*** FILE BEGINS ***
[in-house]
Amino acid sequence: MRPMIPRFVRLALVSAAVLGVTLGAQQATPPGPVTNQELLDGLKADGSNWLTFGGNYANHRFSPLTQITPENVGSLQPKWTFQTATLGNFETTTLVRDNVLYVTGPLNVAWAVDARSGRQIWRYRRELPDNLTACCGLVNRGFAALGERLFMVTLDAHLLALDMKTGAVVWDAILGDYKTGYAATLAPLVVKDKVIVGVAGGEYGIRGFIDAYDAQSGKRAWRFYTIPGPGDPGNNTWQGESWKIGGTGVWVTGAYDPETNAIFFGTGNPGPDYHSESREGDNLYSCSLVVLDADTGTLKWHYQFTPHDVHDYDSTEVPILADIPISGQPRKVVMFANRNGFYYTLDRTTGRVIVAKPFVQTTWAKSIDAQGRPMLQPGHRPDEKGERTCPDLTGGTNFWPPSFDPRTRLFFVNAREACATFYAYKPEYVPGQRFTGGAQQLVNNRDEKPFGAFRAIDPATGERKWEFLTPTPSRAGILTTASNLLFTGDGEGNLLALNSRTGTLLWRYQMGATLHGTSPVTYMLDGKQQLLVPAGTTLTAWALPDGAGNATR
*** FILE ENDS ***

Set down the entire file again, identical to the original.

[in-house]
Amino acid sequence: MRPMIPRFVRLALVSAAVLGVTLGAQQATPPGPVTNQELLDGLKADGSNWLTFGGNYANHRFSPLTQITPENVGSLQPKWTFQTATLGNFETTTLVRDNVLYVTGPLNVAWAVDARSGRQIWRYRRELPDNLTACCGLVNRGFAALGERLFMVTLDAHLLALDMKTGAVVWDAILGDYKTGYAATLAPLVVKDKVIVGVAGGEYGIRGFIDAYDAQSGKRAWRFYTIPGPGDPGNNTWQGESWKIGGTGVWVTGAYDPETNAIFFGTGNPGPDYHSESREGDNLYSCSLVVLDADTGTLKWHYQFTPHDVHDYDSTEVPILADIPISGQPRKVVMFANRNGFYYTLDRTTGRVIVAKPFVQTTWAKSIDAQGRPMLQPGHRPDEKGERTCPDLTGGTNFWPPSFDPRTRLFFVNAREACATFYAYKPEYVPGQRFTGGAQQLVNNRDEKPFGAFRAIDPATGERKWEFLTPTPSRAGILTTASNLLFTGDGEGNLLALNSRTGTLLWRYQMGATLHGTSPVTYMLDGKQQLLVPAGTTLTAWALPDGAGNATR